Berlinale: Berlinale Topics


Magnum in Motion
Photographers and the Moving Image

Henri Cartier-Bresson, photo by Martine Franck © Magnum Photos
Henri Cartier-Bresson shooting Southern Exposures

The reportages assigned to the Magnum photography agency and the photographers' own projects continue to mark our image of the world and our collective memory. The Magnum founders Robert Capa, Henri Cartier-Bresson, George Rodger and David "Chim" Seymour cast an uncompromising gaze on the events of the world whilst keeping control over the copyright and usage of their work.

"A community of thought"

Henri Cartier-Bresson once described the Magnum spirit: “Magnum is a community of thought, a shared human quality, a curiosity about what is going on in the world, a respect for what is going on, and a desire to transcribe it visually.” Whilst the Magnum photographers are counted amongst the most famous in their profession, the fact that many of them also worked with the film camera is less known. On the occasion of Magnum’s 60th anniversary, the Berlinale ventures to fill this knowledge gap with the film series "Magnum in Motion: Photographers and the moving image".

In cooperation with Magnum Photos, more than 30 films by and about Magnum photographers have been selected. It will be the first time that the showcase will be presented to the public in this form. Following the Berlinale, it will be presented at other film festivals. The earliest film in the series was made in 1938, while the most recent will be finished just in time for the Berlinale where it will be presented as a world premiere. "Magnum in Motion" was curated by the New York based journalist Alrun Steinrück. The following photographers and filmmakers are expected to attend the Berlinale as special guests: René Burri, Raymond Depardon, Elliott Erwitt, Martine Franck, Jean Gaumy, Bruce Gilden, Philip Jones Griffiths, Thomas Hoepker, David Hurn, Susan Meiselas, Chris Steele-Perkins, Dennis Stock and Donovan Wylie as well as Stuart Franklin, the president of Magnum Photos. An exhibition of Magnum photography about Berlin at the Camera Work Gallery will compliment the special programme.

We discussed this extraordinary showcase with curator Alrun Steinrück, Dominique Green, director of Magnum/London, and writer and photographer Gerry Badger, editor of the publication that will accompany the series.

How many Magnum photographers have made films? Did any of them change their profession completely by becoming a film director?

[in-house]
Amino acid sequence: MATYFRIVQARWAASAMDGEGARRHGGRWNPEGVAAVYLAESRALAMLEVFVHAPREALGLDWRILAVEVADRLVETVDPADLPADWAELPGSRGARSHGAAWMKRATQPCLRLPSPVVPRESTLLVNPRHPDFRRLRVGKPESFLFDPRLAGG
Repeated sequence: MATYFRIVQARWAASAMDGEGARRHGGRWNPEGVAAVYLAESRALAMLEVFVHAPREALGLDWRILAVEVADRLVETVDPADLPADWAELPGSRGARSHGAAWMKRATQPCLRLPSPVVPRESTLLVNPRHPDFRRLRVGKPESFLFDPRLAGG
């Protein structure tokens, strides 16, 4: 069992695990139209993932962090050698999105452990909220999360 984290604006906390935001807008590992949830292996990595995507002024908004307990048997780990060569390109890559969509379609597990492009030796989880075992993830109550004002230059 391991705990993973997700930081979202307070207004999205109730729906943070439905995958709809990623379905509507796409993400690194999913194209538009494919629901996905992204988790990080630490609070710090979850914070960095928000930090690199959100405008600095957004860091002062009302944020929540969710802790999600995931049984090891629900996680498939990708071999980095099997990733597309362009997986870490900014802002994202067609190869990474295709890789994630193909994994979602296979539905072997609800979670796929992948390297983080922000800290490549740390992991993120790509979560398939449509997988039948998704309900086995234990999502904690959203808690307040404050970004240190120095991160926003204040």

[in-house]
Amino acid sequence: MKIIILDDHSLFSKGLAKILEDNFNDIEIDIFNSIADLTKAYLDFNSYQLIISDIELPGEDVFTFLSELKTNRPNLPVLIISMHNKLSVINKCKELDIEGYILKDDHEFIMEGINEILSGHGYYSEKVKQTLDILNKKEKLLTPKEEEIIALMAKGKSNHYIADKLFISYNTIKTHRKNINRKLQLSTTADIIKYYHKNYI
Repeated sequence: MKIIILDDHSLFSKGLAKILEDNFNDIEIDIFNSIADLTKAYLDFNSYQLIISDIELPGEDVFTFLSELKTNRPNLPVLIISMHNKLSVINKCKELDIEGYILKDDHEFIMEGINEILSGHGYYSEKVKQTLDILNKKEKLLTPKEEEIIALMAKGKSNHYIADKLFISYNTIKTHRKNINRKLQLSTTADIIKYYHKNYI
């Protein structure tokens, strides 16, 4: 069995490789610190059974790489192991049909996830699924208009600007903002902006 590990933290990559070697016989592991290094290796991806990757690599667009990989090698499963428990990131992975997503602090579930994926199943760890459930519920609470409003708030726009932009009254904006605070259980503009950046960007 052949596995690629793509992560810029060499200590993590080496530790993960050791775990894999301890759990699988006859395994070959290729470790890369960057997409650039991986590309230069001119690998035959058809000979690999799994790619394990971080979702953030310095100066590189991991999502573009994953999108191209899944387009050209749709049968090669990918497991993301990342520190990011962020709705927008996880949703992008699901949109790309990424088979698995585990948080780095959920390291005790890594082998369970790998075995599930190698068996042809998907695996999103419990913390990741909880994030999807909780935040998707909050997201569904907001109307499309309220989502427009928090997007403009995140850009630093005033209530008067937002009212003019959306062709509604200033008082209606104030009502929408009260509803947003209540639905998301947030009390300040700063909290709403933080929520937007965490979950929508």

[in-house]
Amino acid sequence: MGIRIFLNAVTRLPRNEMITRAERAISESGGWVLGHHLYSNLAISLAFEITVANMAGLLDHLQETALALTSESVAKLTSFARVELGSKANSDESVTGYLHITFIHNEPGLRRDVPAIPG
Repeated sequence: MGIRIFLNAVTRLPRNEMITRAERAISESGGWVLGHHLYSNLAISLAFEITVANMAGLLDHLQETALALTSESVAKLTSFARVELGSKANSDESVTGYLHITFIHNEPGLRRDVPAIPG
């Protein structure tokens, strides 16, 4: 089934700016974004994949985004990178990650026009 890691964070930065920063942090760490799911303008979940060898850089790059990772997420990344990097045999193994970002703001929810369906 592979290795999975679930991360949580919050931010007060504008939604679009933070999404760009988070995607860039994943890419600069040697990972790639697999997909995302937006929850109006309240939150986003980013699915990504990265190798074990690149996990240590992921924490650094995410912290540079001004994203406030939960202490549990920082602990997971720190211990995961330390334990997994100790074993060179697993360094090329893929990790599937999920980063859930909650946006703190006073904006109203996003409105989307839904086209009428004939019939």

More than a third have worked on film. No one has changed profession, but Raymond Depardon could be described as having two professions, whilst Henri Cartier Bresson, Jean Gaumy, Susan Meiselas, Rene Burri, Donovan Wylie (to name but a few) might consider their film and photography work as two aspects of the same profession. It is also interesting to speculate about Robert Capa, had he lived, would he have ‘switched’ to a career in Cinema? The Berlinale series gives a unique opportunity for the public to ask questions like these to the photographers themselves, as so many will be present after the screenings of their films.

Susan Meiselas © Magnum Photos
Susan Meiselas' Nicaragua project Pictures from a Revolution

Border crossing, appropriation, pioneering

Which were the motivations for these photographers to start working with film? Were these purely personal/individual reasons, or can we see a collective move?

Most of the Magnum photographers began working in film on a personal basis, primarily as an extension of their still photography, but there was also a bias, or a propensity for film within the agency from its earliest days. Two of the founders especially, were involved with film, Robert Capa and Henri Cartier-Bresson. One could say that Cartier-Bresson’s background was as much in film as photography, working as he did as second unit director on three of Jean Renoir’s most famous films. Some of the films in this series are an extension of bodies of work on similar subjects - Susan Meiselas’ work in Nicaragua, Alex Webb’s work on the US/Mexican border, Jean Gaumy's substantial body of work based around the sea.